"I've always felt like a Miami girl," says dancer and choreographer Rosie Herrera, who's talking with New Times over the phone from New York City.
Born and bred in the 305, Herrera got a late start in the world of professional dancing. "I'm Cuban, so I was born dancing. I was a street dancer, a hip-hop dancer," she explains. "I embarrassed my older sisters by trying to be a break dancer, but I had no formal training until I was 18."
She was accepted to the New World School of Arts at 18 — a hindrance to anyone wanting to make a career out of dancing. But that's exactly what set her apart. Herrera's relatively late start informed her dancing and choreography style, which feels organic and approachable, even to someone who does necessarily "get" what contemporary dance is all about.
"I always felt like an outsider," she says. "My perspective as a choreographer is from an audience member. Sometimes, dancers make dances only for other dancers; I want everyone to enjoy movement. I want the movements to feel justified and to have no agenda."
Before starting her dance company, Herrera cut her teeth as a showgirl in a Cuban cabaret and performed burlesque as part of the avant-garde troupe Circ X. However, even with those opportunities, she felt if she really wanted to express herself, she'd have to start her own company.
"I wasn't getting picked for anything. I became a choreographer because I wanted to perform," Herrera notes.
Founded in 2009, Rosie Herrera Dance Theatre quickly put together its first commission, Various Stages of Drowning: A Cabaret, that same year when Charles Reinhart of the American Dance Festival endorsed and supported the company's work. The work and the Rosie Herrera Dance Theatre are very representative of Miami, according to Herrera.
"There were the tropical aesthetics, but Miami showed up in more subtle ways," she adds. "When I started the company, everyone in it was first-generation or an immigrant. That wasn't planned for diversity reasons — that's just how Miami is."
With the help of the Miami Light Project, she's excited to present for the first time in her hometown, Make Believe, which will be performed at Miami Theater Center on October 13 and 14.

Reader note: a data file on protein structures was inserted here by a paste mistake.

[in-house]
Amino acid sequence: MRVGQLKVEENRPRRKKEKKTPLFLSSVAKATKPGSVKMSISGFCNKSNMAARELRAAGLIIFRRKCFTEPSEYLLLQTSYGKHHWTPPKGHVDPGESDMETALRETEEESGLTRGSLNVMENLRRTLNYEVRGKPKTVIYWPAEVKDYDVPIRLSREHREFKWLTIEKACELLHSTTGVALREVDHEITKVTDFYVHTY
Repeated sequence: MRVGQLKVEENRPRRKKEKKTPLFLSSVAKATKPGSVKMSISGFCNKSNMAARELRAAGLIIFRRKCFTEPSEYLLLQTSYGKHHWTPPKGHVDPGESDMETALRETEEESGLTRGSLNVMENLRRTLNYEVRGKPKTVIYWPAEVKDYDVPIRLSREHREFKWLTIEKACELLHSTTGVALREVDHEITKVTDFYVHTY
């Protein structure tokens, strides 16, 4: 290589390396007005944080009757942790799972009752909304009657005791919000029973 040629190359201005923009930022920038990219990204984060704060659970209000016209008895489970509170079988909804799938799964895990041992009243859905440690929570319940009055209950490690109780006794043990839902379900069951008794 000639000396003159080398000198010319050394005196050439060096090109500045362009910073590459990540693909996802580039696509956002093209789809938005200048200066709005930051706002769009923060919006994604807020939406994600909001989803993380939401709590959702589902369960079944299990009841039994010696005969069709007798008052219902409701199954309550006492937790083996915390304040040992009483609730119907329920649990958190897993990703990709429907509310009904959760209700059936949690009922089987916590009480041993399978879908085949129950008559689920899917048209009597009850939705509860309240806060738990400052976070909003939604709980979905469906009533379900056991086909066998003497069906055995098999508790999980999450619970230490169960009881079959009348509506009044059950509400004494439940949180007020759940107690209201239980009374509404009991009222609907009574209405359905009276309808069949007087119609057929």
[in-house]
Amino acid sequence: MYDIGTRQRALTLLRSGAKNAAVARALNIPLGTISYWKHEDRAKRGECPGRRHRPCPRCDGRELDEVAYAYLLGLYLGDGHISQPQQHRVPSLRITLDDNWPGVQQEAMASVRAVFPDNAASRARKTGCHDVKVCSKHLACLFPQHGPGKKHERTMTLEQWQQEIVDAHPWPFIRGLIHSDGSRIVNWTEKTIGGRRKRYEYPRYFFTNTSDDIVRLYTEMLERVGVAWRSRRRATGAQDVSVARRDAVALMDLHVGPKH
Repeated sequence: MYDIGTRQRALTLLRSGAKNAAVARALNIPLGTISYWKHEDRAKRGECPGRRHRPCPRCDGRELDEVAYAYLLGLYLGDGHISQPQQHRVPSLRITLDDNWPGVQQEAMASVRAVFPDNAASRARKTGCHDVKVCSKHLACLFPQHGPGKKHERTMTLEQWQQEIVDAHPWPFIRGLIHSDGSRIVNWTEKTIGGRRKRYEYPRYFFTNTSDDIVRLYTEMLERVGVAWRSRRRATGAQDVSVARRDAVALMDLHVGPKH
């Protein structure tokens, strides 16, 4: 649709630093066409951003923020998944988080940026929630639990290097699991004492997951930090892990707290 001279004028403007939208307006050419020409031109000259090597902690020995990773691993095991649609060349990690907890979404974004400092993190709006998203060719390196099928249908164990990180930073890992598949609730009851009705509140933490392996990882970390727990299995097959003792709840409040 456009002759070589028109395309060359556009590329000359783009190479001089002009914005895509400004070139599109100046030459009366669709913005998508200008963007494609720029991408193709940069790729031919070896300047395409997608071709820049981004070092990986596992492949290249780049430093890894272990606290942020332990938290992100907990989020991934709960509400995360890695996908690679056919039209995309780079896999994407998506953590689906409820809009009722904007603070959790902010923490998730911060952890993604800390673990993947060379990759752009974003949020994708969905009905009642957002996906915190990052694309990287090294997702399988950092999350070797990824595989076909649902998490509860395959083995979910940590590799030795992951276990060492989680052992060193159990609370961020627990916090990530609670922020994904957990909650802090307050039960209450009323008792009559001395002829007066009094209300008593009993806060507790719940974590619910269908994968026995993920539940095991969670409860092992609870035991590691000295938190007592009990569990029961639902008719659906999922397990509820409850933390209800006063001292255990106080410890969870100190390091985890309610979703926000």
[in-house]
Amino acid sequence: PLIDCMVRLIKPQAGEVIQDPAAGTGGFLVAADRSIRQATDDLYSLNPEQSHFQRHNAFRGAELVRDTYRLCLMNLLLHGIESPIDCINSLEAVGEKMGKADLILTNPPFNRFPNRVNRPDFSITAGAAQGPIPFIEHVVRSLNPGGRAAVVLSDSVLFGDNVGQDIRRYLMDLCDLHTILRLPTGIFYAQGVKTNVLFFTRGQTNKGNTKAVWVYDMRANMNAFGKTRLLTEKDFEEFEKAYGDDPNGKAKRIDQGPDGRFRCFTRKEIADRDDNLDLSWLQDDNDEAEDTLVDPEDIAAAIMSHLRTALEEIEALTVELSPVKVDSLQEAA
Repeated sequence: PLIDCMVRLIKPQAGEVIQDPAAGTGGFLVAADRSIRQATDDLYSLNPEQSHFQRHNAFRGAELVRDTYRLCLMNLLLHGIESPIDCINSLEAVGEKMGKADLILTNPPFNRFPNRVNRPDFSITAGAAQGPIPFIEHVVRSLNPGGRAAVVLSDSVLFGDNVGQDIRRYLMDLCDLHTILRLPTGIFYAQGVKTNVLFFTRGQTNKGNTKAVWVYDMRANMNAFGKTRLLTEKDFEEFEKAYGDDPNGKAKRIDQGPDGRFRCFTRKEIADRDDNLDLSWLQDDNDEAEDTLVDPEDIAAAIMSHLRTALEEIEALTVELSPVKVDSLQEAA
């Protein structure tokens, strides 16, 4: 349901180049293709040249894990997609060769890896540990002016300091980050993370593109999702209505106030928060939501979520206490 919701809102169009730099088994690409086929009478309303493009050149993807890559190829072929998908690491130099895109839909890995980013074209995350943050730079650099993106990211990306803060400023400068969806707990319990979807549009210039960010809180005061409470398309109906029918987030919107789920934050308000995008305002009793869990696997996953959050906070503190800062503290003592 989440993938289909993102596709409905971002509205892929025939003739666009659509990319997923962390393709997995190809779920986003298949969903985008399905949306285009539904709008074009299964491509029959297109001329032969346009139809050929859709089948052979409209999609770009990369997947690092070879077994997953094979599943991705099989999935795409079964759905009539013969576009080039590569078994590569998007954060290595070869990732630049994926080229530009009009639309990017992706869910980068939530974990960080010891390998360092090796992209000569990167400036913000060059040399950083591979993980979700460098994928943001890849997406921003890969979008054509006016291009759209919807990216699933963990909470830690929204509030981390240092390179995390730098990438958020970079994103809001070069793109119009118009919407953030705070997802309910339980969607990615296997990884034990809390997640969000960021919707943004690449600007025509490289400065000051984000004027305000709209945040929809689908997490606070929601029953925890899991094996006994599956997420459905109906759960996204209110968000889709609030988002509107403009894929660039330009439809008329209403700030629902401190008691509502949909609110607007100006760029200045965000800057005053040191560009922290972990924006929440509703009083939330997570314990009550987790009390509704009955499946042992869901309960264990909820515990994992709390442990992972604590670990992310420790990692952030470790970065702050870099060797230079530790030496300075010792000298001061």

"Miami always shows up in a big, beautiful way. They understand my work in a deep, profound way like nowhere else does."
Make Believe is the second part of a trilogy that she describes as related to religious iconography and faith.
"It's an abstract exploration of faith. How it can both liberate and oppress. Does the way we engage in rituals presuppose your attitude toward romantic love?" Beyond asking all these heady questions, Make Believe, Herrera says, is also an homage to little girls and what they think is beautiful. "As a dancer, I am living a little girl's dream."
Before Make Believe premiered in 2018, Herrera says she did a couple of years of research, consulting with Catholic historians and religious scholars. The religious aspects came from a crisis of faith, one that is ongoing. But while the inspiration might be intellectual, the ideas have to become physical for it to be a dance. She adds, "I'll use my body as a tuning fork. Sometimes, I'll see images in my head like what if a guy eats a girl's head like it was spaghetti?"
The choreography also can come from collaboration with other dancers, where it can take years to realize what she wants to say. Then she'll have a eureka moment where she realizes she wants the dancers' limbs to look like scissors in the middle of a dissection. Other times, creating a dance is more abstract, like one section in Make Believe.
"I was telling someone, 'I wish I could fall for seven minutes and never catch my balance.' We worked on how to fall," Herrera explains. "Later, I realized the whole thing was about doubt. With faith, you're never standing firmly on two feet."
Rosie Herrera Dance Theatre: Make Believe. 8 p.m. Friday, October 13, and Saturday, October 14, at Miami Theater Center, 9806 NE Second Ave., Miami Shores; miamilightproject.com. Tickets cost $20 to $100 via eventbrite.com.